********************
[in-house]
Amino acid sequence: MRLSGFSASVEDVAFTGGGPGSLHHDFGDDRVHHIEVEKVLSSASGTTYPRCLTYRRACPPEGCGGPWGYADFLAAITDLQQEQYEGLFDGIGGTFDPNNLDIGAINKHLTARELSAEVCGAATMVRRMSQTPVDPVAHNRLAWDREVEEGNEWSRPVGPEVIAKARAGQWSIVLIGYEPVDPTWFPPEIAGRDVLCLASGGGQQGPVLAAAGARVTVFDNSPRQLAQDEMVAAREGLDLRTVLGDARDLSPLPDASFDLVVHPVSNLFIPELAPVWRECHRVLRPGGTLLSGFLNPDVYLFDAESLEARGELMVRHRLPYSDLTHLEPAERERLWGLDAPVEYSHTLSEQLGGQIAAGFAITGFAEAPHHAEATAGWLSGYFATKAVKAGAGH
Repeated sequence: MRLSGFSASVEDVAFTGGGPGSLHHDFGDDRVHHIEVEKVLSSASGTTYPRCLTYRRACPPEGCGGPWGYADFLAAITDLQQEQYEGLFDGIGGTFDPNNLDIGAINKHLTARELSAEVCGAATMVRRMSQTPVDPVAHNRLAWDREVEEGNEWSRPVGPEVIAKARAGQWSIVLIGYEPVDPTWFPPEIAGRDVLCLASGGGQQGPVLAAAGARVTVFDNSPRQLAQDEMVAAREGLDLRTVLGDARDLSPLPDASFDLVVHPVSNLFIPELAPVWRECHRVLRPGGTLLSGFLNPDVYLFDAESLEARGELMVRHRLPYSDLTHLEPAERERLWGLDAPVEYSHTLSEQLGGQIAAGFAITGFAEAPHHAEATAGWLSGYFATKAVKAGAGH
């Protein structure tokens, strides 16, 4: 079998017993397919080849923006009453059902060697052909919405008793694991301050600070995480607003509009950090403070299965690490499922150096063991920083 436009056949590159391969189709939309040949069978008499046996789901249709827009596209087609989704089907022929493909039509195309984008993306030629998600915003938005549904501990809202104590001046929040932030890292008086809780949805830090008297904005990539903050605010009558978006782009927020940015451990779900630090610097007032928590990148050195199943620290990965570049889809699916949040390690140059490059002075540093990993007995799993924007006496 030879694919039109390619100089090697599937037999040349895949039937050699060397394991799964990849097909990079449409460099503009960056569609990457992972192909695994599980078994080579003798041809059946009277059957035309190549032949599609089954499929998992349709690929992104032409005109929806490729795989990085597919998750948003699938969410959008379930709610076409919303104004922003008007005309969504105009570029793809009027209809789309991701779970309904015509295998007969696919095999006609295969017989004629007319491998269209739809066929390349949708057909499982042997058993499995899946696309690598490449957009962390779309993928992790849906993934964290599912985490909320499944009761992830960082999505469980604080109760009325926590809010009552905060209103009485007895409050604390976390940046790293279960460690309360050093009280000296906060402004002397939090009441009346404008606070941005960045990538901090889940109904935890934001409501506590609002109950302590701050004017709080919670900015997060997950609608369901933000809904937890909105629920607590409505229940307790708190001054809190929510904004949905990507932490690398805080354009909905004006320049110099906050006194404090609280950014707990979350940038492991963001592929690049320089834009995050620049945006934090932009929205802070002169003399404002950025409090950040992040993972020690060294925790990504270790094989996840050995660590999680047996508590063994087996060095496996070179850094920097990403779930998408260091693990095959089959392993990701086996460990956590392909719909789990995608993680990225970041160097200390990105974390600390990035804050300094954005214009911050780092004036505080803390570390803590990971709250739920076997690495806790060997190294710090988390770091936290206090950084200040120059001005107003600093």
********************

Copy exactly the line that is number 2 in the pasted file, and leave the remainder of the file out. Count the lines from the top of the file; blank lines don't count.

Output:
Amino acid sequence: MRLSGFSASVEDVAFTGGGPGSLHHDFGDDRVHHIEVEKVLSSASGTTYPRCLTYRRACPPEGCGGPWGYADFLAAITDLQQEQYEGLFDGIGGTFDPNNLDIGAINKHLTARELSAEVCGAATMVRRMSQTPVDPVAHNRLAWDREVEEGNEWSRPVGPEVIAKARAGQWSIVLIGYEPVDPTWFPPEIAGRDVLCLASGGGQQGPVLAAAGARVTVFDNSPRQLAQDEMVAAREGLDLRTVLGDARDLSPLPDASFDLVVHPVSNLFIPELAPVWRECHRVLRPGGTLLSGFLNPDVYLFDAESLEARGELMVRHRLPYSDLTHLEPAERERLWGLDAPVEYSHTLSEQLGGQIAAGFAITGFAEAPHHAEATAGWLSGYFATKAVKAGAGH